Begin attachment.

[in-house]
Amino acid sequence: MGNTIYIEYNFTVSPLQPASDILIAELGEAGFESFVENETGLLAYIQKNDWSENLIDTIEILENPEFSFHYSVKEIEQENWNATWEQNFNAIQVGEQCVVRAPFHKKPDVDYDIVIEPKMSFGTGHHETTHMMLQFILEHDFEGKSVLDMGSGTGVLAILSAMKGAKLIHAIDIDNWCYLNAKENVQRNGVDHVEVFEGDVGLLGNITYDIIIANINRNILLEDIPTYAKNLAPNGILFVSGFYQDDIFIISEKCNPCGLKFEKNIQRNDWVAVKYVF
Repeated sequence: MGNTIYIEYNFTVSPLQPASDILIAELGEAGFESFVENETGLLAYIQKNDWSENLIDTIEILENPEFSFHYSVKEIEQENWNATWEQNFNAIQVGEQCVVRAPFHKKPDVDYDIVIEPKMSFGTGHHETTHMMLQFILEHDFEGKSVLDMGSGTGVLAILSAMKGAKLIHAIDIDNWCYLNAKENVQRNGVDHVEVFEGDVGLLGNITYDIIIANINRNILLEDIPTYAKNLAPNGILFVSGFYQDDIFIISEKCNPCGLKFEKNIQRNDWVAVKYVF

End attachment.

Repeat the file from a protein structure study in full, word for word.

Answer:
[in-house]
Amino acid sequence: MGNTIYIEYNFTVSPLQPASDILIAELGEAGFESFVENETGLLAYIQKNDWSENLIDTIEILENPEFSFHYSVKEIEQENWNATWEQNFNAIQVGEQCVVRAPFHKKPDVDYDIVIEPKMSFGTGHHETTHMMLQFILEHDFEGKSVLDMGSGTGVLAILSAMKGAKLIHAIDIDNWCYLNAKENVQRNGVDHVEVFEGDVGLLGNITYDIIIANINRNILLEDIPTYAKNLAPNGILFVSGFYQDDIFIISEKCNPCGLKFEKNIQRNDWVAVKYVF
Repeated sequence: MGNTIYIEYNFTVSPLQPASDILIAELGEAGFESFVENETGLLAYIQKNDWSENLIDTIEILENPEFSFHYSVKEIEQENWNATWEQNFNAIQVGEQCVVRAPFHKKPDVDYDIVIEPKMSFGTGHHETTHMMLQFILEHDFEGKSVLDMGSGTGVLAILSAMKGAKLIHAIDIDNWCYLNAKENVQRNGVDHVEVFEGDVGLLGNITYDIIIANINRNILLEDIPTYAKNLAPNGILFVSGFYQDDIFIISEKCNPCGLKFEKNIQRNDWVAVKYVF